So I have to admit. I’m not a huge fan of surfing. Or skateboarding for that matter.
OK, before you dude-bro me to death, let me clarify that statement by saying that my body just isn’t equipped to do those things anymore.
Tubes and rail slides? No thanks, I’d rather keep my ankles where they are. Floaters and kick flips, yeah … well, like I said, when I wake up my body feels mostly broken and it’s not a good idea to pretend I’m able to pull those off anymore.
Unfortunately, I’ve become an old guy.
I don’t know when it happened. I can only assume it presented itself somewhere between ceasing all aerobic activity after college and my grumpy hatred of cold water and painfully folded ankles.
Wear a wetsuit you say? Saying that wetsuits protect you from the cold is an outright lie to further the wetsuit industry. My marbles are still screaming at me through a neoprene prison, “Let me be free!” Which actually means they wanna hibernate somewhere south of the equator where the water keeps to itself and doesn’t feel the need to remind you who’s in charge.
I’ll admit that surfing is an amazing athletic and emotionally soothing means to an end, but I haven’t lugged a board to the beach in years. I live in an area that is teeming with professional surfers who spend their lives on a waxy, shaped piece of fiberglass in locales that most of us spend a year saving our pennies just to experience for a few days.
And to be honest, I abandoned skateboarding around the same time that my Roskopp board kept finding its way to my shins instead of the rubber diamonds on my old skool Vans.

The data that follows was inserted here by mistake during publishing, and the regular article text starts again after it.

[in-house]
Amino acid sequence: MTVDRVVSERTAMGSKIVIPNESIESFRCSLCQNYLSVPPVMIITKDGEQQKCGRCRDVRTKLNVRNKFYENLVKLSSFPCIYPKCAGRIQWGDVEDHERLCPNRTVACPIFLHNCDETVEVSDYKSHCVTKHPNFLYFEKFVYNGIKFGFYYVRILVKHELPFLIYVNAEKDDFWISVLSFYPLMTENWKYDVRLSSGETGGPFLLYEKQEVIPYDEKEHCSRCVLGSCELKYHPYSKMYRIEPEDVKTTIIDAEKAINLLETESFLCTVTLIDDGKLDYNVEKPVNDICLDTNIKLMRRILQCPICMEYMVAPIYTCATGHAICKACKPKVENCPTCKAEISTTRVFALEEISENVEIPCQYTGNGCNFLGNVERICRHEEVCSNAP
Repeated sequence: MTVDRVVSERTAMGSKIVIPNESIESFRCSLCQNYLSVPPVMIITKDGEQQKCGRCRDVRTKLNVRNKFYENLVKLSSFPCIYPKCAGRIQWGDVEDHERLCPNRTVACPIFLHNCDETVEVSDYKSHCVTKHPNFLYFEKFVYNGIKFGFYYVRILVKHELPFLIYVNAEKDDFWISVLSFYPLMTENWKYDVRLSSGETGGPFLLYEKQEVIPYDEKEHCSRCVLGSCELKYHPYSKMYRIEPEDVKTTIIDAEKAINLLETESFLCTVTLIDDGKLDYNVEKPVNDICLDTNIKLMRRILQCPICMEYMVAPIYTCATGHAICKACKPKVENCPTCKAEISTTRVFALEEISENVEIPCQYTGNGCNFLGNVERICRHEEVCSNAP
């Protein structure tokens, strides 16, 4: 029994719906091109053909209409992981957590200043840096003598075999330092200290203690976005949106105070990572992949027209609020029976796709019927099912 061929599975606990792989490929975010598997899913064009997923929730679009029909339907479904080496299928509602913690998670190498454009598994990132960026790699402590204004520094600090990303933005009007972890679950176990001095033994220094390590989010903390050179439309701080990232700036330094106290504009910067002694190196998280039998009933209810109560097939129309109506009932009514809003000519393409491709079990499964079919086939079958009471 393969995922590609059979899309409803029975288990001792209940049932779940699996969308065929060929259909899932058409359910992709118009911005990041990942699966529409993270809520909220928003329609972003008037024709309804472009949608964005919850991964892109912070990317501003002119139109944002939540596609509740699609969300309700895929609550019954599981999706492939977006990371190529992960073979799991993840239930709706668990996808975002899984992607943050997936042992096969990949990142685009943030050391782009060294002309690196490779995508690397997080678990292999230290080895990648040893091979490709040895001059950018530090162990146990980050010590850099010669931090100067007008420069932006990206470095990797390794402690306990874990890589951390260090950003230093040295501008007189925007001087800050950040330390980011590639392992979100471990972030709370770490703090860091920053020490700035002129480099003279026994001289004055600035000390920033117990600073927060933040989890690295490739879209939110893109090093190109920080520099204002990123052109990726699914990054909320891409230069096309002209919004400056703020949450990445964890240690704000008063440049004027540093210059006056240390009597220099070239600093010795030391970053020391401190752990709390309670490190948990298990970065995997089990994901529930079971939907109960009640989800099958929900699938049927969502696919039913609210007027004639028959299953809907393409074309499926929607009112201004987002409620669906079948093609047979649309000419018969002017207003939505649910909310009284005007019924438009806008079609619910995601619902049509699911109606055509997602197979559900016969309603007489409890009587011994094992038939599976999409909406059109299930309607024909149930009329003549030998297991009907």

The unfortunate part of this subculture is that the smarmy kids from Rancho Santa Fe find it more important to float on expensive boards that daddy bought and pretend like they’re grimy surf rats than to face the reality that they’re actually trust funders who are looking to waste time before someone in their family buys them their college education and a pretend office job. And yet we venture on.
The truth is that I don’t surf anymore because I just don’t have the time nor the inclination to deal with people who have a frail sense of entitlement about the water they’ve forgotten they’re lucky enough to float on.
Honestly Skippy, if I knew I’d be facing a fistfight every time I paddled out, I would have just simply run your stupid ass over when you stepped out of your mom’s Escalade.
The main focus of writing this is to share a little piece of reality with most of you: you’re going to get older. All of you.
When you look back at yourself in your mid 30s and wonder, “Was I ever that guy?” I’m here to tell you were. We all were at some point.
We’ve all been that person. But that clueless 21-year-old dingleberry is why you’ve become who you are today. Change is a constant and the important part is accepting that it is inevitable and then deciding what path to take afterward.
So the next time you see an older guy waxing his board at the beach or a feeble grey-vie weaving his way along the boardwalk, remember that we were you at one time. We had no cares for anything but ourselves and the freedom that board bought us.
Life changes faster than you can imagine.
See you around grommets.
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Filed Under: Doorman Diaries